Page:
Wine Review: Pink Moscato, Beringer

Not everything cheap is bad…

At this point in our wine experimentation careers, Xavier and I have tried just about all of the cheap Moscato wines from our neighborhood liquor store. We’ve run the gamut of yellowtail, Fish Eye and Barefoot and we’ve also tried some of the less cheap varieties such as Cupcake and Sea Glass. Incidentally, from this list, you’ll want to avoid the Fish Eye and the Barefoot. If they’re the only options on the shelf, save the $6 and just buy yourself a packet of Kool-Aid.

I’ve always lumped Beringer in with what I considered to be “the cheap wines”, mostly because of the $7 price tag, but I must say that I found this Moscato to be notably better than the others in the same price range.

If I were a guerilla that only knew 1000 words in sign language, I would name this wine Oak Nectar for it’s pleasantly sweet and surprisingly woody taste. It is currently my favorite Moscato and hummingbirds would stab each other in the eye to claim the feeder filled with this wine.

img_7964
Editors note: Never feed wine to hummingbirds, it kills them.

While I have no idea how to pair wine with food, I do recommend having wine with food because drinking wine without food looks a lot like being an alcoholic.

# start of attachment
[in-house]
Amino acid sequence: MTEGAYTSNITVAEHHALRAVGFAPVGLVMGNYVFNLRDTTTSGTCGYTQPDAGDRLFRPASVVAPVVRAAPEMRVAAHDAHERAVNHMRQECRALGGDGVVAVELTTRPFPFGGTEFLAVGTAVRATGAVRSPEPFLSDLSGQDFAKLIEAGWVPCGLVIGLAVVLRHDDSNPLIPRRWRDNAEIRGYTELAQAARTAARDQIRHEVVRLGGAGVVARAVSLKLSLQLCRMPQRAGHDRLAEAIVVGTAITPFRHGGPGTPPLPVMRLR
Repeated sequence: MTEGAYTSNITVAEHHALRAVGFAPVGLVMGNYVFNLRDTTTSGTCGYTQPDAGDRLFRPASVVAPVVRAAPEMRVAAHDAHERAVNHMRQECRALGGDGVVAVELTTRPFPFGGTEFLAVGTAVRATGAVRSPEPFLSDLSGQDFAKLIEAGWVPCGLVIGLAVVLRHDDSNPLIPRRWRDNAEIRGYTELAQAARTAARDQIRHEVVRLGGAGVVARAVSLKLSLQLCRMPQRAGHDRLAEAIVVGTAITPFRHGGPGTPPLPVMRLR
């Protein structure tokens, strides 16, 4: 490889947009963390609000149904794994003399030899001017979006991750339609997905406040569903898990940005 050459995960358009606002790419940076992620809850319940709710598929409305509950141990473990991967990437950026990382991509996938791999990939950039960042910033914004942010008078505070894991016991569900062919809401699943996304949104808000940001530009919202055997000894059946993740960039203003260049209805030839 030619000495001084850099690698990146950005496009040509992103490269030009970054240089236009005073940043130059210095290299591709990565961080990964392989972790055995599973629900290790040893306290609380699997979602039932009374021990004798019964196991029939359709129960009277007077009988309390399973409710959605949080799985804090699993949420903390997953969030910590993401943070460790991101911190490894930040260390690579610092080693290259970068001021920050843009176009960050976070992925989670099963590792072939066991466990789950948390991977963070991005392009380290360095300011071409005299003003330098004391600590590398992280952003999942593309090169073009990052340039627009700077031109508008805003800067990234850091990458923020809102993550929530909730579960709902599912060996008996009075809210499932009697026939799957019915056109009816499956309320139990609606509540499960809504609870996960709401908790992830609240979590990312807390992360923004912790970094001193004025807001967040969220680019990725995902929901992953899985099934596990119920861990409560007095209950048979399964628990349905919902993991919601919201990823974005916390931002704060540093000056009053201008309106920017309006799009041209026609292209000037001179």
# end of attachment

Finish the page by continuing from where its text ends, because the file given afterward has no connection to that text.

This particular evening we enjoyed our wine with my favorite dinner. This post is not about cooking but I am a damn fine cook if I do say so myself. Pictured below is my baked/broiled chicken with Brussels sprouts, tiny potatoes and red onion.

img_8397
Dinner Of Champions

In summary, Pink Moscato from Beringer is quite tasty and I wouldn’t be embarrassed to bring it to a party or to serve it to my friends.  Additionally, it did not give me a headache and, at 11.5% alcohol, it delivers a bit more bang for the buck than most of its similarly priced competitors.

Advertisements

2014 Chardonnay, A Visit To Linganore Winecellars

img_8448
Wine barn. Linganore Winecellars. Photo by d.Nelle Vincent

2014 Chardonnay from Linganore Winecellars

“It has a looonnnnggg buttery finish”. The bartender pursed her lips while making a socket puppet shape with her hand.

I would feel like an idiot saying that, with accompanying gesticulation, but what I will say is that if grapes and butter had a baby, it would be this wine.

 

Linganore Winecellars is located in Mt. Airy, Maryland.

Xavier and I drove out for a visit this past Sunday. We wanted to taste the dry wine list; specifically looking for a Chardonnay and a Cabernet-esque dry red.

I wanted to like the one called White Raven because the name is cool, and I expected to like the Chardonnay Reserve 2015 because it’s expensive. Neither of these things came to pass.